Video conferencing apps gather data even after users mute mics, study finds

Will Gendron

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Video conferencing apps gather data even after users mute mics, study finds

When the world retreated towards video teleconferencing during the onset of the pandemic, user privacy took another harrowing turn. Opting in to Zoom’s services means that many users are giving the company insight into audio data generated in work meetings or calls with friends and family. In fact, video-conferencing apps like Zoom are so hungry for user data, they may even collect data after users mute their microphones.

A pre-print study from the University of Wisconsin-Madison that ran tests on a range of videoconferencing applications found that even after hitting mute, companies often still retained access to a given user’s microphone. Some of the applications tested include Zoom, Slack, Google Meet, and Discord.

The study has not officially been published yet, but Kassem Fawaz and Yucheng Yang, the two researchers behind the investigation, will be presenting their findings at the Privacy Enhancing Symposium in July.

One particular piece of the study summary was especially surprising:

They found that all of the apps they tested occasionally gather raw audio data while mute is activated, with one popular app gathering information and delivering data to its server at the same rate regardless of whether the microphone is muted or not.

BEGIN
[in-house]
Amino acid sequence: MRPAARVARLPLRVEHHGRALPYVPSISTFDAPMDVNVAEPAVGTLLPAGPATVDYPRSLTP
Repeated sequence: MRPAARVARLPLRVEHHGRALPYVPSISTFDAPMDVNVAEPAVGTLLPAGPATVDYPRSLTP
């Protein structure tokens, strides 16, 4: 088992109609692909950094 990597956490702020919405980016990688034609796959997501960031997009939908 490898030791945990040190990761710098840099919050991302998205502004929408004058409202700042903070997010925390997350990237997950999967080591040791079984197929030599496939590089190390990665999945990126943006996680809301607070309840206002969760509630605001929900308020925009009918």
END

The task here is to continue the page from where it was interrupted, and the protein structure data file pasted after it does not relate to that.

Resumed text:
Per Zoom’s terms of service, the company may collect meeting and webinar content that is “generated in meetings, webinars or messages that are hosted on Zoom products.” This content includes audio and image data, depending on one’s settings, however, Zoom claims that webinar or meeting content is not used for any marketing or third-party advertising purposes.

Some background— Fawaz first got the idea to conduct a formal analysis on the extent to which video conferencing applications were collecting information on muted users, after his brother noticed his microphone light remained on despite muting himself. From there he partnered with Yang, and together with some researchers at Loyola University in Chicago, the two broke their study into two parts.

Initially the testing involved a survey of 223 videoconferencing app users about their understanding of the mute button and how companies should be handling audio data. The results spoke to an overwhelming agreement that apps should not be collecting information when users decided to mute themselves.

Following this first part, the team then created their own algorithms to see if the data collected while on mute could be parsed for activities like cooking, cleaning, and playing music, among others. In their findings, the team was able to identify background activities with up to 82 percent accuracy. For those interested in the actual methods of analysis for muted audio collection, here is a link to the unpublished abstract.

“When you’re cooking, the acoustic signature is different from someone who is driving or watching a video,” says Fawaz. “So these types of activities can be distinguished just based on this acoustic fingerprint that was actually sent out to the cloud.”

While the results of the study aren’t necessarily surprising — data collection in any app is unfortunately par for the course — there seems to be a rift between what users think features like mute do and the reality. It’s safe to say we can all just assume our apps are tuning in, even when we don’t want them to.

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